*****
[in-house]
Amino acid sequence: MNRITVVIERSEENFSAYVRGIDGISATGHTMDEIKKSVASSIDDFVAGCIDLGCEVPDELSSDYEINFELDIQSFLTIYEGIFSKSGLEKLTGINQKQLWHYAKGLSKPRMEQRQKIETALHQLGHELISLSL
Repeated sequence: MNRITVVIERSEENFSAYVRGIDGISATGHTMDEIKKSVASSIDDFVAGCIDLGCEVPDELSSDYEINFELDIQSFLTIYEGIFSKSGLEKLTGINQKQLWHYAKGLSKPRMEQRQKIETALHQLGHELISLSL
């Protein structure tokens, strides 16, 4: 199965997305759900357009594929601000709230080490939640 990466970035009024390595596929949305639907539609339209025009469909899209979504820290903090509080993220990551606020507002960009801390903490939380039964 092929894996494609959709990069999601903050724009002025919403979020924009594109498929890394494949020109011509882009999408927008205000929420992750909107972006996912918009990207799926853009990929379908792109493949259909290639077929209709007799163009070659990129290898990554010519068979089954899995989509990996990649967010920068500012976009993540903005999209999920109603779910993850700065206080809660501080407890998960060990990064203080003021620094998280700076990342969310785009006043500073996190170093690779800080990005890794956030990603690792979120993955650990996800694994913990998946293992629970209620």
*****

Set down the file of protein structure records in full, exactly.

[in-house]
Amino acid sequence: MNRITVVIERSEENFSAYVRGIDGISATGHTMDEIKKSVASSIDDFVAGCIDLGCEVPDELSSDYEINFELDIQSFLTIYEGIFSKSGLEKLTGINQKQLWHYAKGLSKPRMEQRQKIETALHQLGHELISLSL
Repeated sequence: MNRITVVIERSEENFSAYVRGIDGISATGHTMDEIKKSVASSIDDFVAGCIDLGCEVPDELSSDYEINFELDIQSFLTIYEGIFSKSGLEKLTGINQKQLWHYAKGLSKPRMEQRQKIETALHQLGHELISLSL
């Protein structure tokens, strides 16, 4: 199965997305759900357009594929601000709230080490939640 990466970035009024390595596929949305639907539609339209025009469909899209979504820290903090509080993220990551606020507002960009801390903490939380039964 092929894996494609959709990069999601903050724009002025919403979020924009594109498929890394494949020109011509882009999408927008205000929420992750909107972006996912918009990207799926853009990929379908792109493949259909290639077929209709007799163009070659990129290898990554010519068979089954899995989509990996990649967010920068500012976009993540903005999209999920109603779910993850700065206080809660501080407890998960060990990064203080003021620094998280700076990342969310785009006043500073996190170093690779800080990005890794956030990603690792979120993955650990996800694994913990998946293992629970209620």